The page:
So, to get the best out of your cherry the storage is important; Fresh cherries are best kept unwashed in the fridge in a plastic container with lid leaving their strigs (stalks in layman’s terms) intact. Wash the cherries when you are ready to eat them. If stored correctly cherries can keep for up to seven days or more!


Cherry or olive stoners can be purchased in kitchenware shops or at the following websites;

Buy a strong stoner if you wish to use it for many years and do wear rubber gloves to prevent the juice staining your hands!

Why not freeze your cherries by removing the strigs and place in a lidded plastic container destoned or with their stones and cool the cherries in the fridge for an hour. Then transfer the container with cherries to the freezer.  To defrost put in fridge to defrost slowly. De-stone while partially frozen then you could simmer gently in their juices for 3 minutes and serve with ice cream or cream for an easy dessert! Quite yummy! Or make a very cherry smoothie with a handful of cherries, tablespoon of honey, 200g of yoghurt and ½ lemon.  Firstly, destone the cherries and blend. Add the yoghurt and honey to cherries, mix together. Squeeze half a lemon and thoroughly mix again. Pour into an iced glass for serving.  

Some interesting facts about the cherry….

Germany produces the most cherries followed by the United States.

The cherry fruit is part of the Rosaceae family which also includes almonds, peaches, apricots and plums. They are small and fleshy, red or reddish black fruits that contain a hard seed on the inside.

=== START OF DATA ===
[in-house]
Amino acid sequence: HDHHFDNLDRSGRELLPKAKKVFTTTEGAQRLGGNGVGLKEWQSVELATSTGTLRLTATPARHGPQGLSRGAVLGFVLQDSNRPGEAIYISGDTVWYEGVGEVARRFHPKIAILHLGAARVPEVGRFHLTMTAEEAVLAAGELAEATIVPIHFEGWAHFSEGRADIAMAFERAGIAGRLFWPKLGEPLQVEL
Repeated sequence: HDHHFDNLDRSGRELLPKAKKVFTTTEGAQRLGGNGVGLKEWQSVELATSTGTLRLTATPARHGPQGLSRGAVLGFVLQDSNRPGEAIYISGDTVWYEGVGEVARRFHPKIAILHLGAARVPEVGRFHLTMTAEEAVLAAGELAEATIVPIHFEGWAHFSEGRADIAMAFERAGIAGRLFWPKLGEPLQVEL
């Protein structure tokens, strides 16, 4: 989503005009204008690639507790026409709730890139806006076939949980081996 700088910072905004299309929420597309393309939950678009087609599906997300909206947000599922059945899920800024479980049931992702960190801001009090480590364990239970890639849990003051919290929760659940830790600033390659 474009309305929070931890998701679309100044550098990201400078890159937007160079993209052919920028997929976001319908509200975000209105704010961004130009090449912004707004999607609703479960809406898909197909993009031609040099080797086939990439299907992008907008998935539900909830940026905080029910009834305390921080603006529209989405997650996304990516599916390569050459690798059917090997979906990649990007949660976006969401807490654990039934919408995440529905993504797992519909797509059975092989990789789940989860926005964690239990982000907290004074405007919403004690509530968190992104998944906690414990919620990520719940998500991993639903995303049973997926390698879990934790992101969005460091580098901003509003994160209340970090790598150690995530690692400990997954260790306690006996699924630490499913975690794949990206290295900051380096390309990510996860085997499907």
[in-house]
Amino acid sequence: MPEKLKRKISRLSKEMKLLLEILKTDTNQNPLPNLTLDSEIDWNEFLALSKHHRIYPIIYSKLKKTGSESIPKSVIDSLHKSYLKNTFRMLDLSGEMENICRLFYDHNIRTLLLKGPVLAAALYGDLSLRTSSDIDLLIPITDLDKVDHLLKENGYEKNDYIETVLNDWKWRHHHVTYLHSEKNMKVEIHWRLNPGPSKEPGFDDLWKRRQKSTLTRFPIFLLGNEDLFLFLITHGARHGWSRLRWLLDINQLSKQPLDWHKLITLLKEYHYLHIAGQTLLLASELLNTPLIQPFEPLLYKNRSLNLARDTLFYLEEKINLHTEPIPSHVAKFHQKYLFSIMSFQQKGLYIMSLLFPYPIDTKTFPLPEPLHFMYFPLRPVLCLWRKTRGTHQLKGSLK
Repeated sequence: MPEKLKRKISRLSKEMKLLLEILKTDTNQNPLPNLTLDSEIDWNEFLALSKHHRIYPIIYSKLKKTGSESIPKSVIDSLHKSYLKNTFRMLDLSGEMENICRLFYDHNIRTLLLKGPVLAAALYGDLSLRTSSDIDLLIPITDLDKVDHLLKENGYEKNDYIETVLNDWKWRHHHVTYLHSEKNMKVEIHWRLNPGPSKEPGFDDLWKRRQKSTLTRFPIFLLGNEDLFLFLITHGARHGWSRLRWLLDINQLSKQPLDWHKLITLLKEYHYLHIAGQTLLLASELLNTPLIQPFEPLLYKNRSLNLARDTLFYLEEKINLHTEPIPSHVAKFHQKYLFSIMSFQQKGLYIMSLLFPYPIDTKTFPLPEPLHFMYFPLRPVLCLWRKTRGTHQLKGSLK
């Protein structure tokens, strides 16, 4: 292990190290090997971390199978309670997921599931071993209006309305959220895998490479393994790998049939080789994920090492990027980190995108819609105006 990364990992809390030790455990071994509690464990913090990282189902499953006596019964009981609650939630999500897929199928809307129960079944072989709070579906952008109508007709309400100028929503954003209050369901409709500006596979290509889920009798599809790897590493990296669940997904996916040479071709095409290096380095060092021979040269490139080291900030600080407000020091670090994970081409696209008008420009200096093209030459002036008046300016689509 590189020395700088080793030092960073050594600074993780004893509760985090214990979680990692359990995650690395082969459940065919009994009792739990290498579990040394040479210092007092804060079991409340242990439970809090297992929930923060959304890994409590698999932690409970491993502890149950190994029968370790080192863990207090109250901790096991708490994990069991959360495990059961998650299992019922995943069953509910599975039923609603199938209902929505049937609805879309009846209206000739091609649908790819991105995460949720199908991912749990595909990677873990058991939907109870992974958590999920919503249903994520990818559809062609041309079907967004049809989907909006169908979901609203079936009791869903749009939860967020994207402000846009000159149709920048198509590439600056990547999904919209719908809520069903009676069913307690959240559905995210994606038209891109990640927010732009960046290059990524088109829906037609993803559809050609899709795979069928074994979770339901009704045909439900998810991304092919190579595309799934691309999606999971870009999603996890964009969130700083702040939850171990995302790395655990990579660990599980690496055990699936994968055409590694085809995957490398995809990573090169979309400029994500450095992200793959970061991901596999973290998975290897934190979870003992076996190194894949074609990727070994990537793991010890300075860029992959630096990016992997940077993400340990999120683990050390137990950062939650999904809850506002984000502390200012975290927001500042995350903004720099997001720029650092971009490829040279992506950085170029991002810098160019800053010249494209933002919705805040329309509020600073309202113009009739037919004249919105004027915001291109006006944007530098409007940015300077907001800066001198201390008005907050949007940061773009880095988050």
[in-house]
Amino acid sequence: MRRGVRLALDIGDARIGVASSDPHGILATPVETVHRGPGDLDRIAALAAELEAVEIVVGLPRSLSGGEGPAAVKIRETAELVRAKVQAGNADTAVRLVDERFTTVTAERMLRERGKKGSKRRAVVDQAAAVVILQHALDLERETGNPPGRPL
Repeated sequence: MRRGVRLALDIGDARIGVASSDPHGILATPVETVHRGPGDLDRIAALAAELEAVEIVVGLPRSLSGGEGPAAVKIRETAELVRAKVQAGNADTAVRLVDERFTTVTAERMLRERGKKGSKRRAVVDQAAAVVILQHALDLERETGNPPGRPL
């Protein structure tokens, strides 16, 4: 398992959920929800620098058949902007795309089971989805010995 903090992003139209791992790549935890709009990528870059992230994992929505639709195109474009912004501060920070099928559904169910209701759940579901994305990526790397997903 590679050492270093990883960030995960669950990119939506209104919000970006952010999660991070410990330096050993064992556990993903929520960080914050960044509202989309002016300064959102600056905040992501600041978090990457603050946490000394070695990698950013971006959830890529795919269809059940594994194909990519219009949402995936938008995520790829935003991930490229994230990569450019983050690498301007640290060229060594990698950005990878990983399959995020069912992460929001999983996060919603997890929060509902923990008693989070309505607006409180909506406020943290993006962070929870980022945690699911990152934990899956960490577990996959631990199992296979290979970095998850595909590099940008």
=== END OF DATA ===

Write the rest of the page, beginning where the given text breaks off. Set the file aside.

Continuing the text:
The word ‘cherry’ comes from the Turkish town of Cerasus.

The German word Kirsch – the cherry liqueur comes from the word karshu. This is the name given to the cherries that were first cultivated in Mesopotamia in 8 BC.

Every year, the Tree-Mendus Fruit Farm hosts the International Cherry Pit Spit contest in Eau Claire, Michigan. The competition has gained immense popularity and the town is now known as the Cherry Pit Spitting Capital of the World

Cherries belong to the rose family.

Fruit production starts three to four years after planting. Tree reaches maturity after seven years.

Cherries are one of the very low-calorie fruits.

Red cherries contain melatonin which helps to fight against harmful toxins. These fruits also contain a high level of antioxidants which are beneficial to the human body.


In Japan, cherry blossoms are unofficial national flower, cherries represent beauty, courtesy, modesty, simplicity, spring and innocence.

The world’s heaviest cherry was grown by Gerardo Maggipinto (Italy) and weighed 21.69 g (0.76 oz) on 21 June 2003.

The most expensive box of cherries was sold for $35,000 Australian dollars bought by Nick Moraitis, (Australia) on 24 October 2007.

Canada holds a record for the biggest cherry pie. The pie weighed 18,000 kg (38,683 pounds).

Any cherries sold after August probably come from cold storage.

Once upon a time, serving ice cream on cherry pie in Kansas was prohibited.


Wood of cherry tree has fine structure and it is often used in the manufacture of furniture.

As just 10 cherries make up one of your five a day. Today has got to be the day where you need to pick and pop your favourite cherry in your mouth to munch between meals for a fit body and mind!

Dont mind if I do....